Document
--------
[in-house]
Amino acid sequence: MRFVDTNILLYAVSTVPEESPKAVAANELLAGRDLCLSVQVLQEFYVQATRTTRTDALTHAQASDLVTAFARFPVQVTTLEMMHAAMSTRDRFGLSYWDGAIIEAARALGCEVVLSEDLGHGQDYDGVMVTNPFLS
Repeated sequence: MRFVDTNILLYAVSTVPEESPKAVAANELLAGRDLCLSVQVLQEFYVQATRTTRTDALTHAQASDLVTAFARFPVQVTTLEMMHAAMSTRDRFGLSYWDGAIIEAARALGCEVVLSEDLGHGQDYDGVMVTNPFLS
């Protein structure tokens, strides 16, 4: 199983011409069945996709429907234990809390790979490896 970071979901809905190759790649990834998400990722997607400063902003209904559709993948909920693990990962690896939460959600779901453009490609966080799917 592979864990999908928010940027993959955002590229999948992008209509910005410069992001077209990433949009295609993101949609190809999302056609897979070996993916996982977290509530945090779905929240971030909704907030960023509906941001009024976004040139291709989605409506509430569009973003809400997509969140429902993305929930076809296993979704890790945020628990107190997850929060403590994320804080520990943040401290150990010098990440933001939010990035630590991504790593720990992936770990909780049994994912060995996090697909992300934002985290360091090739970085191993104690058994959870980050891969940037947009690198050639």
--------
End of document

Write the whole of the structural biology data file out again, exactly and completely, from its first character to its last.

[in-house]
Amino acid sequence: MRFVDTNILLYAVSTVPEESPKAVAANELLAGRDLCLSVQVLQEFYVQATRTTRTDALTHAQASDLVTAFARFPVQVTTLEMMHAAMSTRDRFGLSYWDGAIIEAARALGCEVVLSEDLGHGQDYDGVMVTNPFLS
Repeated sequence: MRFVDTNILLYAVSTVPEESPKAVAANELLAGRDLCLSVQVLQEFYVQATRTTRTDALTHAQASDLVTAFARFPVQVTTLEMMHAAMSTRDRFGLSYWDGAIIEAARALGCEVVLSEDLGHGQDYDGVMVTNPFLS
């Protein structure tokens, strides 16, 4: 199983011409069945996709429907234990809390790979490896 970071979901809905190759790649990834998400990722997607400063902003209904559709993948909920693990990962690896939460959600779901453009490609966080799917 592979864990999908928010940027993959955002590229999948992008209509910005410069992001077209990433949009295609993101949609190809999302056609897979070996993916996982977290509530945090779905929240971030909704907030960023509906941001009024976004040139291709989605409506509430569009973003809400997509969140429902993305929930076809296993979704890790945020628990107190997850929060403590994320804080520990943040401290150990010098990440933001939010990035630590991504790593720990992936770990909780049994994912060995996090697909992300934002985290360091090739970085191993104690058994959870980050891969940037947009690198050639």